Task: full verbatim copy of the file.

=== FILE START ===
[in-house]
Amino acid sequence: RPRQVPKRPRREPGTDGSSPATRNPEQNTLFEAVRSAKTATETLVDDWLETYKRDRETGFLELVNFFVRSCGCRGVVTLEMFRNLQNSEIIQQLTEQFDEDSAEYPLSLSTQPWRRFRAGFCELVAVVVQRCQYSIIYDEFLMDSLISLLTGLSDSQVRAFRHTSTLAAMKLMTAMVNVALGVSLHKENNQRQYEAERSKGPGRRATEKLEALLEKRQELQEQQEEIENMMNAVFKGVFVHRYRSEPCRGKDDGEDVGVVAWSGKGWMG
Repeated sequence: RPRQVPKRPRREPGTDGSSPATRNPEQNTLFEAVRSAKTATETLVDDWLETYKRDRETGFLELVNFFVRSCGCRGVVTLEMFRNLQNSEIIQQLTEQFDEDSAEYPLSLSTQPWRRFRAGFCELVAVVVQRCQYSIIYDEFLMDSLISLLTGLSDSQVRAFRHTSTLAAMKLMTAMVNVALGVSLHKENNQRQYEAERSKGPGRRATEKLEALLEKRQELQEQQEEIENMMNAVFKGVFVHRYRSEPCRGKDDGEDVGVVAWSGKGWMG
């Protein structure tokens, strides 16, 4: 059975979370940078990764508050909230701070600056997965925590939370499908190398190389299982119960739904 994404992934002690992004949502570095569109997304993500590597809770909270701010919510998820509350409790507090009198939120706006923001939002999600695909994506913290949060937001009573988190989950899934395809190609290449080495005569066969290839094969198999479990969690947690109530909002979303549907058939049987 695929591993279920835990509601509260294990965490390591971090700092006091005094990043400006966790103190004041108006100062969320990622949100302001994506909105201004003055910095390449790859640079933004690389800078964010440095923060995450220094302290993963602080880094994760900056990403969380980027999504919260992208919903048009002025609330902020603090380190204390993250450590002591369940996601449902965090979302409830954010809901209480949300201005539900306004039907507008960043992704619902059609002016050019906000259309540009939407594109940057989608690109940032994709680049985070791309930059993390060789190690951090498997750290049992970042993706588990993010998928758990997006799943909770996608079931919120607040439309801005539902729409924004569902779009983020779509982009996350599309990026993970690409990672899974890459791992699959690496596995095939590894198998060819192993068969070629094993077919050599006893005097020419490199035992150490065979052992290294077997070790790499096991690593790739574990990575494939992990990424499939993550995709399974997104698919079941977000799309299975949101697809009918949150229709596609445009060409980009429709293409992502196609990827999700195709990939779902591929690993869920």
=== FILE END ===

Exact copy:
[in-house]
Amino acid sequence: RPRQVPKRPRREPGTDGSSPATRNPEQNTLFEAVRSAKTATETLVDDWLETYKRDRETGFLELVNFFVRSCGCRGVVTLEMFRNLQNSEIIQQLTEQFDEDSAEYPLSLSTQPWRRFRAGFCELVAVVVQRCQYSIIYDEFLMDSLISLLTGLSDSQVRAFRHTSTLAAMKLMTAMVNVALGVSLHKENNQRQYEAERSKGPGRRATEKLEALLEKRQELQEQQEEIENMMNAVFKGVFVHRYRSEPCRGKDDGEDVGVVAWSGKGWMG
Repeated sequence: RPRQVPKRPRREPGTDGSSPATRNPEQNTLFEAVRSAKTATETLVDDWLETYKRDRETGFLELVNFFVRSCGCRGVVTLEMFRNLQNSEIIQQLTEQFDEDSAEYPLSLSTQPWRRFRAGFCELVAVVVQRCQYSIIYDEFLMDSLISLLTGLSDSQVRAFRHTSTLAAMKLMTAMVNVALGVSLHKENNQRQYEAERSKGPGRRATEKLEALLEKRQELQEQQEEIENMMNAVFKGVFVHRYRSEPCRGKDDGEDVGVVAWSGKGWMG
């Protein structure tokens, strides 16, 4: 059975979370940078990764508050909230701070600056997965925590939370499908190398190389299982119960739904 994404992934002690992004949502570095569109997304993500590597809770909270701010919510998820509350409790507090009198939120706006923001939002999600695909994506913290949060937001009573988190989950899934395809190609290449080495005569066969290839094969198999479990969690947690109530909002979303549907058939049987 695929591993279920835990509601509260294990965490390591971090700092006091005094990043400006966790103190004041108006100062969320990622949100302001994506909105201004003055910095390449790859640079933004690389800078964010440095923060995450220094302290993963602080880094994760900056990403969380980027999504919260992208919903048009002025609330902020603090380190204390993250450590002591369940996601449902965090979302409830954010809901209480949300201005539900306004039907507008960043992704619902059609002016050019906000259309540009939407594109940057989608690109940032994709680049985070791309930059993390060789190690951090498997750290049992970042993706588990993010998928758990997006799943909770996608079931919120607040439309801005539902729409924004569902779009983020779509982009996350599309990026993970690409990672899974890459791992699959690496596995095939590894198998060819192993068969070629094993077919050599006893005097020419490199035992150490065979052992290294077997070790790499096991690593790739574990990575494939992990990424499939993550995709399974997104698919079941977000799309299975949101697809009918949150229709596609445009060409980009429709293409992502196609990827999700195709990939779902591929690993869920």